Provincial Economy Puts School Lunch Association in a Pickle

“I get asked do I think the need is still there like it was in the 1980s. I would say the need may be even more, but it's much better hidden than it ever was.”

The uncertain provincial economy has put the School Lunch Association in a pickle. They’re scrambling to make up an $80,000 reduction in revenue from their school lunch program.

The School Lunch Association serves lunches to over 12,000 elementary and primary students in 25 schools across the Eastern Avalon. The pay-what-you-can program is open to all students: parents can fill out a sheet each month to order the lunches and send it in with their kids in an envelope. If they can afford the suggested fee of $3.50 per lunch, that goes in the envelope too. If not, no problem.

Since nobody can see who isn’t able to pay and the program is available to everyone, the kids who really need it aren’t singled out says Ken Hopkins, the School Lunch Association’s Executive Director.

Though they don’t keep track of who pays what, they do keep track of what’s coming in overall. This year, they’ve seen an increase in families using the service, and a decline in the amount parents are paying for the lunches. “Parents are paying approximately ten cents less on average per meal this year than last year,” says Hopkins. “It is very substantial and a very noticed drop.”

Parents tend to pay more at the beginning of the school year. As Christmas gets closer, they pay less. Then it picks up again after January. But this year’s decline has been steady, right from September. It’s having an effect on the organization’s bottom line.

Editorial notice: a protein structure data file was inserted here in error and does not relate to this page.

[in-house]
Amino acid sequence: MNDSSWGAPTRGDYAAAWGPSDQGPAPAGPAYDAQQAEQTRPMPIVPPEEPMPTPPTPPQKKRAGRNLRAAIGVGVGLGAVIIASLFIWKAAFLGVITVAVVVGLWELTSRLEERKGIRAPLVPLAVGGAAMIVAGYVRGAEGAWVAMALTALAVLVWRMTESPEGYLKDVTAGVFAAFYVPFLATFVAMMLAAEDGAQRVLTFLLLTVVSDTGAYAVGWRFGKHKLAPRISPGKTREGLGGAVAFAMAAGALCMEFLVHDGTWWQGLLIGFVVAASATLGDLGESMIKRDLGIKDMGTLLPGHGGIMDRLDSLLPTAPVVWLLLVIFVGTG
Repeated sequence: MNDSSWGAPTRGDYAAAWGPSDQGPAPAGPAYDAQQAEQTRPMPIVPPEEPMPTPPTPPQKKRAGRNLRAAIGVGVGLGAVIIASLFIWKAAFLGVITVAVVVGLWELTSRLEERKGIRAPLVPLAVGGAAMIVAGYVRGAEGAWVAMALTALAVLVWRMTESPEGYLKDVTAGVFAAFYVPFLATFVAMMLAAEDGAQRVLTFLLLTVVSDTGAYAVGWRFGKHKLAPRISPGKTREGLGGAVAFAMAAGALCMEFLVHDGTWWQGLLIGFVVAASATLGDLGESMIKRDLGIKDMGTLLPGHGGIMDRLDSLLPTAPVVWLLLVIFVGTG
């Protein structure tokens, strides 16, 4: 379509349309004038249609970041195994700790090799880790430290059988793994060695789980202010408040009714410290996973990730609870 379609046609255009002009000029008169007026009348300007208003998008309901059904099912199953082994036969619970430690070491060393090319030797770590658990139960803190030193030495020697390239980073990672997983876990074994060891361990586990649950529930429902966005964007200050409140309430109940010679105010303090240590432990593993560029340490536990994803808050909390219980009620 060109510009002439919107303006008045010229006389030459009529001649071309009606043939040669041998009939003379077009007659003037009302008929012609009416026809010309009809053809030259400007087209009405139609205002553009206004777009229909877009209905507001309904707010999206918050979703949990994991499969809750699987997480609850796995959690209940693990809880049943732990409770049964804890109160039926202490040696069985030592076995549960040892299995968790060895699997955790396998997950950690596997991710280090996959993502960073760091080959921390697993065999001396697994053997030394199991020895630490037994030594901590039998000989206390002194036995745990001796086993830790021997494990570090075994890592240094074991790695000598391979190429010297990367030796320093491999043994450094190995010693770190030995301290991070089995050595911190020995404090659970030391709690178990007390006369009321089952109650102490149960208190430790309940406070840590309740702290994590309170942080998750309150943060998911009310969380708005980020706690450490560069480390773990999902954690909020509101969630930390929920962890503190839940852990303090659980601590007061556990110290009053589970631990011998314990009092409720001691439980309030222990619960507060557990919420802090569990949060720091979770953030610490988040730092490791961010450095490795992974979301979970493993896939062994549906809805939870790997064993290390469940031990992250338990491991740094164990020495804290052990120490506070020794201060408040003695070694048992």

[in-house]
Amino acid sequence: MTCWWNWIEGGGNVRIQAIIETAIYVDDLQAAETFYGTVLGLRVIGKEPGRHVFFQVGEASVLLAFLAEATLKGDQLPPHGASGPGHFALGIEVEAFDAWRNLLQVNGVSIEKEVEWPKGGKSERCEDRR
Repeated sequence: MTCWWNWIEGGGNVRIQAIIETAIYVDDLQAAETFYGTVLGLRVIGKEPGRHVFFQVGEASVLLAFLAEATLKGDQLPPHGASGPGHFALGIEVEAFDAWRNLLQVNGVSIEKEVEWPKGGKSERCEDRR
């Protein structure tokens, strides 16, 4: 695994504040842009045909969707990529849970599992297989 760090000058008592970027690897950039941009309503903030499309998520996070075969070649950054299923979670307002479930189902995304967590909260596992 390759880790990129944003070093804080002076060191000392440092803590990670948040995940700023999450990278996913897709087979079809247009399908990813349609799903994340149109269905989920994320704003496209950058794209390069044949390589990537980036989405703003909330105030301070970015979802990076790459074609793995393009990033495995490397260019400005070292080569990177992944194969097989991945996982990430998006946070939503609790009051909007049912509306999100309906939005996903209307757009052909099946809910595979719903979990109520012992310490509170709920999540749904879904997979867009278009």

“We’ll serve about 800,000 meals this year,” Hopkins says. “That’s a $80,000 difference in what we receive this year compared to last year.”

He thinks the province’s economic uncertainty is to blame. “We were very aware of the environment out there. It’s not good, to put it mildly,” he says. “So we knew our meal revenue was probably going to be hit this year. We just didn’t know how much.”

He says though the situation puts extra financial pressure on the organization, it underscores the need for the program — a need that continues to surprise him. “I get asked do I think the need is still there like it was in the 1980s. I would say the need may be even more, but it’s much better hidden than it ever was.”

He says every time he visits a school, the school staff talk to him about how many kids need the program.  “There will be a comment like, did you know this teacher filled out three envelopes this month because the kids didn’t come in their class with them filled out, and they wouldn’t have had a lunch otherwise if she didn’t,” he says. “Every single day that’s going on. If you’re not involved with it, you may never know.”

ARTICLE CORRECTED: Original article stated there was an $8,000 deficit, the figure is actually $80,000.

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